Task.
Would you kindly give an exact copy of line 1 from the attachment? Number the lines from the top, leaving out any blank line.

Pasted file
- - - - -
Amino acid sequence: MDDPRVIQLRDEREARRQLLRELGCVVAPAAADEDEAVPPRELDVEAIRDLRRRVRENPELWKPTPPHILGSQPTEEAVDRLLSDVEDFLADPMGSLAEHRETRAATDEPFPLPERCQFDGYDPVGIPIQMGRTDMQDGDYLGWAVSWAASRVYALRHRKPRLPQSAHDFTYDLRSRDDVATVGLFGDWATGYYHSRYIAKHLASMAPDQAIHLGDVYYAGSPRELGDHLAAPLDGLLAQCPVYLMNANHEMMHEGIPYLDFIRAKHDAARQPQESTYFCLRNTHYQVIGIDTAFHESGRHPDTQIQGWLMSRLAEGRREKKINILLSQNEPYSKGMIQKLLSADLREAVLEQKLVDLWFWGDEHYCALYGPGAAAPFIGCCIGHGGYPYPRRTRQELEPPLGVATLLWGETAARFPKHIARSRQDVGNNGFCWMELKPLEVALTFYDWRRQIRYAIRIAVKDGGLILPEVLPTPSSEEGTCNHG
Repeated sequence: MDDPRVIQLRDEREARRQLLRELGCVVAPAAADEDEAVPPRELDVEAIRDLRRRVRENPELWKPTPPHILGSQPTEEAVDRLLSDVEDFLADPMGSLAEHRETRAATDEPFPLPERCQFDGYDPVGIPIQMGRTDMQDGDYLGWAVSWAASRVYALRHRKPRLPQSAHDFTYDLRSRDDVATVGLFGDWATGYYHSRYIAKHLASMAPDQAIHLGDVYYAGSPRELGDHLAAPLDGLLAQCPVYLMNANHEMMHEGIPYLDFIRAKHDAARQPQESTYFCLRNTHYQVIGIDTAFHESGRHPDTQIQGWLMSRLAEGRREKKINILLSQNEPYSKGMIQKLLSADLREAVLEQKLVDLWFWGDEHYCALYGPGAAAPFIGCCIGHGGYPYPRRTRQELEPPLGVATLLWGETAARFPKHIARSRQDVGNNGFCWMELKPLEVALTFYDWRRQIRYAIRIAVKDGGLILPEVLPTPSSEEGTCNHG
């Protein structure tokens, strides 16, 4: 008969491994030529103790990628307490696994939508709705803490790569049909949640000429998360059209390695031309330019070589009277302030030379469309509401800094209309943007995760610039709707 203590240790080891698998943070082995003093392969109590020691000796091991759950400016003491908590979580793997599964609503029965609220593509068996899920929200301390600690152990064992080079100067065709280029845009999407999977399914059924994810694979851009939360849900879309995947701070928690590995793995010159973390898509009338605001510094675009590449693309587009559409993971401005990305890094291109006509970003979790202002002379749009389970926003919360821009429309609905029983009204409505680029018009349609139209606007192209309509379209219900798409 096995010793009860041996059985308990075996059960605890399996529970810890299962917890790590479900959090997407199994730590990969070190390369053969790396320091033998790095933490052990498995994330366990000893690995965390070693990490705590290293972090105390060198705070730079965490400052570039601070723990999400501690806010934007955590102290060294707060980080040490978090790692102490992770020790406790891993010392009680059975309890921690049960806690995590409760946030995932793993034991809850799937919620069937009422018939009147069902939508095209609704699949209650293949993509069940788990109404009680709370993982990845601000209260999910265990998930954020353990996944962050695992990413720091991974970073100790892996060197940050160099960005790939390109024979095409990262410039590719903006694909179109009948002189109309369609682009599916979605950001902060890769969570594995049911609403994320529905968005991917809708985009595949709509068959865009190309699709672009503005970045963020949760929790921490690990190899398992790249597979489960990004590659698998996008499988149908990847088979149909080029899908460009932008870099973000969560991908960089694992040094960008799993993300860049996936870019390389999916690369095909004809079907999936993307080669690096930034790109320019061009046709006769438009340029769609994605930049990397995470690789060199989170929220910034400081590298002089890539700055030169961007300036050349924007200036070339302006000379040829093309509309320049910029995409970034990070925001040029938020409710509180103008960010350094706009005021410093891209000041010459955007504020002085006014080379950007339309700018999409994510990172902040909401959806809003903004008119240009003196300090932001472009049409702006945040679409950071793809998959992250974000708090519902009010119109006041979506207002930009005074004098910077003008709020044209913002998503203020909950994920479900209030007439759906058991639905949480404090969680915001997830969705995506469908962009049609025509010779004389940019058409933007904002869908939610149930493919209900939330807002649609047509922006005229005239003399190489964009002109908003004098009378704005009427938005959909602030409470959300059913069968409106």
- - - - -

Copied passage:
Amino acid sequence: MDDPRVIQLRDEREARRQLLRELGCVVAPAAADEDEAVPPRELDVEAIRDLRRRVRENPELWKPTPPHILGSQPTEEAVDRLLSDVEDFLADPMGSLAEHRETRAATDEPFPLPERCQFDGYDPVGIPIQMGRTDMQDGDYLGWAVSWAASRVYALRHRKPRLPQSAHDFTYDLRSRDDVATVGLFGDWATGYYHSRYIAKHLASMAPDQAIHLGDVYYAGSPRELGDHLAAPLDGLLAQCPVYLMNANHEMMHEGIPYLDFIRAKHDAARQPQESTYFCLRNTHYQVIGIDTAFHESGRHPDTQIQGWLMSRLAEGRREKKINILLSQNEPYSKGMIQKLLSADLREAVLEQKLVDLWFWGDEHYCALYGPGAAAPFIGCCIGHGGYPYPRRTRQELEPPLGVATLLWGETAARFPKHIARSRQDVGNNGFCWMELKPLEVALTFYDWRRQIRYAIRIAVKDGGLILPEVLPTPSSEEGTCNHG